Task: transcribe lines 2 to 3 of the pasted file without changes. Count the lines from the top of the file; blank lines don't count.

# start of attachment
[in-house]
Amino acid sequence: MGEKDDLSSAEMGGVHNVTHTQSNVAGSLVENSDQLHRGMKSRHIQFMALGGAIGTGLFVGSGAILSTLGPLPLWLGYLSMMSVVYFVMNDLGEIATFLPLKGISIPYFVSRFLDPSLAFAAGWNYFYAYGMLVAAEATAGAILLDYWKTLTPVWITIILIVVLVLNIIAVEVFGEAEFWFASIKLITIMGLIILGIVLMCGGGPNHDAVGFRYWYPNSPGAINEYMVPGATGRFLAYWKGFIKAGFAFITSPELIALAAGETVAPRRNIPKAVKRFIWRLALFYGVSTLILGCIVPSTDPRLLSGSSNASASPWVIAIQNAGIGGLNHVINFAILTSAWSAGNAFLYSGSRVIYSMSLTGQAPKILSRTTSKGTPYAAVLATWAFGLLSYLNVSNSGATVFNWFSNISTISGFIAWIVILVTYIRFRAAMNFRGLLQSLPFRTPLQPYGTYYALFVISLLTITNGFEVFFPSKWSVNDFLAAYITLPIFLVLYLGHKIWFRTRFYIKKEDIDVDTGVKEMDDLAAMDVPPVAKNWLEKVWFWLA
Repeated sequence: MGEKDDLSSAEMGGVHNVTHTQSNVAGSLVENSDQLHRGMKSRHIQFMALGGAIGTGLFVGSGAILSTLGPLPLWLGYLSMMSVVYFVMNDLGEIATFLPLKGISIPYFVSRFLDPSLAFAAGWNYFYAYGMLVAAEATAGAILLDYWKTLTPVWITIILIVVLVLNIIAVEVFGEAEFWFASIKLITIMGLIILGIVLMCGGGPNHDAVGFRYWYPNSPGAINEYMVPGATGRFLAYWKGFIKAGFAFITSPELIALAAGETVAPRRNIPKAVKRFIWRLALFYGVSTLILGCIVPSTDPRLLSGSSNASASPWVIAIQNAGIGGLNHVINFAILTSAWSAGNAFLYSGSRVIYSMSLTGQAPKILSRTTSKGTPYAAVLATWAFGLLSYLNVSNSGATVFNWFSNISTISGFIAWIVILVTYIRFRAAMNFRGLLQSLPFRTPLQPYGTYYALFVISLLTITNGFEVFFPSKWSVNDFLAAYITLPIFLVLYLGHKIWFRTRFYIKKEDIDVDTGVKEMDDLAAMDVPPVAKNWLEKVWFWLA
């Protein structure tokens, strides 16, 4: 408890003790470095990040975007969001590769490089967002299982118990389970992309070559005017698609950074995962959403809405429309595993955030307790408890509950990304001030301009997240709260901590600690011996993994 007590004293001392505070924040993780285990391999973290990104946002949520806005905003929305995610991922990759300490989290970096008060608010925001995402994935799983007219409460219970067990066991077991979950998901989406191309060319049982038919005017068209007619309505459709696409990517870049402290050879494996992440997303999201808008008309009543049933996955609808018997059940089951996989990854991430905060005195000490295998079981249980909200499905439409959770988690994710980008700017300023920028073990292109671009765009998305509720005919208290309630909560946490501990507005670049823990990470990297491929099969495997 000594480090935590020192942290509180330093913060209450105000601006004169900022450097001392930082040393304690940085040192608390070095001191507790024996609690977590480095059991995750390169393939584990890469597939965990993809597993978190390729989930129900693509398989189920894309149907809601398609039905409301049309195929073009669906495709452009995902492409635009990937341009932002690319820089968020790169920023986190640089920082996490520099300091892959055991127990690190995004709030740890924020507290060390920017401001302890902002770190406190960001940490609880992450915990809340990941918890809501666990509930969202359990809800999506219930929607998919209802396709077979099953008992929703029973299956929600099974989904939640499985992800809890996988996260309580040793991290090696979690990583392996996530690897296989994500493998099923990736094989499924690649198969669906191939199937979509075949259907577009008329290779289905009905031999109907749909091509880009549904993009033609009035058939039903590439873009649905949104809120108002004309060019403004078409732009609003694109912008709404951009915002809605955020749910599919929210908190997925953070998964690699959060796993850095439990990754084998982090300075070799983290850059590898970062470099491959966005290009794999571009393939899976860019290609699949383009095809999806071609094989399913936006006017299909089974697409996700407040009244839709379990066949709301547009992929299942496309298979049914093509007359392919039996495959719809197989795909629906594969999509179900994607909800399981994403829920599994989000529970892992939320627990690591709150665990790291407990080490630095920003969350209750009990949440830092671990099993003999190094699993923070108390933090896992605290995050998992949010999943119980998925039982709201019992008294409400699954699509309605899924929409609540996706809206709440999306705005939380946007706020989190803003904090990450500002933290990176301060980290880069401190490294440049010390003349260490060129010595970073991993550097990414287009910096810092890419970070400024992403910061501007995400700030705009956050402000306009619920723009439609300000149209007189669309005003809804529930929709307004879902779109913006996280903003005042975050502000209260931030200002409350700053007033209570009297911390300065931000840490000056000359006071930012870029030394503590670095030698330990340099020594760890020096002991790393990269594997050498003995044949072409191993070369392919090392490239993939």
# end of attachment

Amino acid sequence: MGEKDDLSSAEMGGVHNVTHTQSNVAGSLVENSDQLHRGMKSRHIQFMALGGAIGTGLFVGSGAILSTLGPLPLWLGYLSMMSVVYFVMNDLGEIATFLPLKGISIPYFVSRFLDPSLAFAAGWNYFYAYGMLVAAEATAGAILLDYWKTLTPVWITIILIVVLVLNIIAVEVFGEAEFWFASIKLITIMGLIILGIVLMCGGGPNHDAVGFRYWYPNSPGAINEYMVPGATGRFLAYWKGFIKAGFAFITSPELIALAAGETVAPRRNIPKAVKRFIWRLALFYGVSTLILGCIVPSTDPRLLSGSSNASASPWVIAIQNAGIGGLNHVINFAILTSAWSAGNAFLYSGSRVIYSMSLTGQAPKILSRTTSKGTPYAAVLATWAFGLLSYLNVSNSGATVFNWFSNISTISGFIAWIVILVTYIRFRAAMNFRGLLQSLPFRTPLQPYGTYYALFVISLLTITNGFEVFFPSKWSVNDFLAAYITLPIFLVLYLGHKIWFRTRFYIKKEDIDVDTGVKEMDDLAAMDVPPVAKNWLEKVWFWLA
Repeated sequence: MGEKDDLSSAEMGGVHNVTHTQSNVAGSLVENSDQLHRGMKSRHIQFMALGGAIGTGLFVGSGAILSTLGPLPLWLGYLSMMSVVYFVMNDLGEIATFLPLKGISIPYFVSRFLDPSLAFAAGWNYFYAYGMLVAAEATAGAILLDYWKTLTPVWITIILIVVLVLNIIAVEVFGEAEFWFASIKLITIMGLIILGIVLMCGGGPNHDAVGFRYWYPNSPGAINEYMVPGATGRFLAYWKGFIKAGFAFITSPELIALAAGETVAPRRNIPKAVKRFIWRLALFYGVSTLILGCIVPSTDPRLLSGSSNASASPWVIAIQNAGIGGLNHVINFAILTSAWSAGNAFLYSGSRVIYSMSLTGQAPKILSRTTSKGTPYAAVLATWAFGLLSYLNVSNSGATVFNWFSNISTISGFIAWIVILVTYIRFRAAMNFRGLLQSLPFRTPLQPYGTYYALFVISLLTITNGFEVFFPSKWSVNDFLAAYITLPIFLVLYLGHKIWFRTRFYIKKEDIDVDTGVKEMDDLAAMDVPPVAKNWLEKVWFWLA